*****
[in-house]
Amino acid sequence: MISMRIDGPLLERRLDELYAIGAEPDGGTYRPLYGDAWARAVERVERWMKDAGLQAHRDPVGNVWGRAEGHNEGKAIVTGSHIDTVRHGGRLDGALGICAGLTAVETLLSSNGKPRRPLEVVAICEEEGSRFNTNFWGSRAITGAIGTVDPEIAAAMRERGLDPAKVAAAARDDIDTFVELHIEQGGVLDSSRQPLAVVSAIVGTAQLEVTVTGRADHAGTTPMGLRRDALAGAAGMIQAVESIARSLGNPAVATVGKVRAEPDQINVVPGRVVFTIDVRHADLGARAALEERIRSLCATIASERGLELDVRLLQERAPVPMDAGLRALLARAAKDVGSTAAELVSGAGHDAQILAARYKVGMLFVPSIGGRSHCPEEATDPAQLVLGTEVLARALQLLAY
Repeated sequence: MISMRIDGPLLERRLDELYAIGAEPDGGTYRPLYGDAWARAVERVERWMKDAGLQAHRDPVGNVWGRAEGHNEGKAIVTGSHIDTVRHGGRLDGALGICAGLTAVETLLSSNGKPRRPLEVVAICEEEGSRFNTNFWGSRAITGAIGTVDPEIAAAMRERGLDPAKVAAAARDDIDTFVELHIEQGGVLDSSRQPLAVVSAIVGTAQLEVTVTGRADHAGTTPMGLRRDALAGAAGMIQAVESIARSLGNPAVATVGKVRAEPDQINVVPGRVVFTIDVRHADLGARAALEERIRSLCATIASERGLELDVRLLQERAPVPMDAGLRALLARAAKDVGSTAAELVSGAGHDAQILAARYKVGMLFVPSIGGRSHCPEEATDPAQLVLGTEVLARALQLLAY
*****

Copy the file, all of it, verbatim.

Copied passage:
[in-house]
Amino acid sequence: MISMRIDGPLLERRLDELYAIGAEPDGGTYRPLYGDAWARAVERVERWMKDAGLQAHRDPVGNVWGRAEGHNEGKAIVTGSHIDTVRHGGRLDGALGICAGLTAVETLLSSNGKPRRPLEVVAICEEEGSRFNTNFWGSRAITGAIGTVDPEIAAAMRERGLDPAKVAAAARDDIDTFVELHIEQGGVLDSSRQPLAVVSAIVGTAQLEVTVTGRADHAGTTPMGLRRDALAGAAGMIQAVESIARSLGNPAVATVGKVRAEPDQINVVPGRVVFTIDVRHADLGARAALEERIRSLCATIASERGLELDVRLLQERAPVPMDAGLRALLARAAKDVGSTAAELVSGAGHDAQILAARYKVGMLFVPSIGGRSHCPEEATDPAQLVLGTEVLARALQLLAY
Repeated sequence: MISMRIDGPLLERRLDELYAIGAEPDGGTYRPLYGDAWARAVERVERWMKDAGLQAHRDPVGNVWGRAEGHNEGKAIVTGSHIDTVRHGGRLDGALGICAGLTAVETLLSSNGKPRRPLEVVAICEEEGSRFNTNFWGSRAITGAIGTVDPEIAAAMRERGLDPAKVAAAARDDIDTFVELHIEQGGVLDSSRQPLAVVSAIVGTAQLEVTVTGRADHAGTTPMGLRRDALAGAAGMIQAVESIARSLGNPAVATVGKVRAEPDQINVVPGRVVFTIDVRHADLGARAALEERIRSLCATIASERGLELDVRLLQERAPVPMDAGLRALLARAAKDVGSTAAELVSGAGHDAQILAARYKVGMLFVPSIGGRSHCPEEATDPAQLVLGTEVLARALQLLAY